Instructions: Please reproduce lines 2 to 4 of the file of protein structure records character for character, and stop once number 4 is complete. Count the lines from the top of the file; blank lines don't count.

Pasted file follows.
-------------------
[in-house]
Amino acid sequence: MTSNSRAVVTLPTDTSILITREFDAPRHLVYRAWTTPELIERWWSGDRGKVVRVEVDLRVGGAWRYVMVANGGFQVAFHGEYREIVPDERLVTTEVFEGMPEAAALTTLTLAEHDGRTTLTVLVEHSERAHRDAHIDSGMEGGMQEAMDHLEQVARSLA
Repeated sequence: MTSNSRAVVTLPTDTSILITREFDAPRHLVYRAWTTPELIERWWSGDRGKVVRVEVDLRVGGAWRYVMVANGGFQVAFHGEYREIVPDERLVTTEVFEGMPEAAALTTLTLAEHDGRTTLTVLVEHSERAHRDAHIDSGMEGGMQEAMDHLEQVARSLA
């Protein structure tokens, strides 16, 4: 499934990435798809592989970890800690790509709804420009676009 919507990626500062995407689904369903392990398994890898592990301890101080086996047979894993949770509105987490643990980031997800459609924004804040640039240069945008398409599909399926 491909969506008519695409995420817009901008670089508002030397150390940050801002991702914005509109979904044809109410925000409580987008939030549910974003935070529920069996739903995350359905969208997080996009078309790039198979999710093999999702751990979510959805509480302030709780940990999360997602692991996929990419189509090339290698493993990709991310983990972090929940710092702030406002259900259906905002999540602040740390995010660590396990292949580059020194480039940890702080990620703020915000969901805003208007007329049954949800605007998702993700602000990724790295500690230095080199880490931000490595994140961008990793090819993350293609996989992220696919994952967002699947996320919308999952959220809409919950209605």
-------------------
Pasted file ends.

Amino acid sequence: MTSNSRAVVTLPTDTSILITREFDAPRHLVYRAWTTPELIERWWSGDRGKVVRVEVDLRVGGAWRYVMVANGGFQVAFHGEYREIVPDERLVTTEVFEGMPEAAALTTLTLAEHDGRTTLTVLVEHSERAHRDAHIDSGMEGGMQEAMDHLEQVARSLA
Repeated sequence: MTSNSRAVVTLPTDTSILITREFDAPRHLVYRAWTTPELIERWWSGDRGKVVRVEVDLRVGGAWRYVMVANGGFQVAFHGEYREIVPDERLVTTEVFEGMPEAAALTTLTLAEHDGRTTLTVLVEHSERAHRDAHIDSGMEGGMQEAMDHLEQVARSLA
């Protein structure tokens, strides 16, 4: 499934990435798809592989970890800690790509709804420009676009 919507990626500062995407689904369903392990398994890898592990301890101080086996047979894993949770509105987490643990980031997800459609924004804040640039240069945008398409599909399926 491909969506008519695409995420817009901008670089508002030397150390940050801002991702914005509109979904044809109410925000409580987008939030549910974003935070529920069996739903995350359905969208997080996009078309790039198979999710093999999702751990979510959805509480302030709780940990999360997602692991996929990419189509090339290698493993990709991310983990972090929940710092702030406002259900259906905002999540602040740390995010660590396990292949580059020194480039940890702080990620703020915000969901805003208007007329049954949800605007998702993700602000990724790295500690230095080199880490931000490595994140961008990793090819993350293609996989992220696919994952967002699947996320919308999952959220809409919950209605």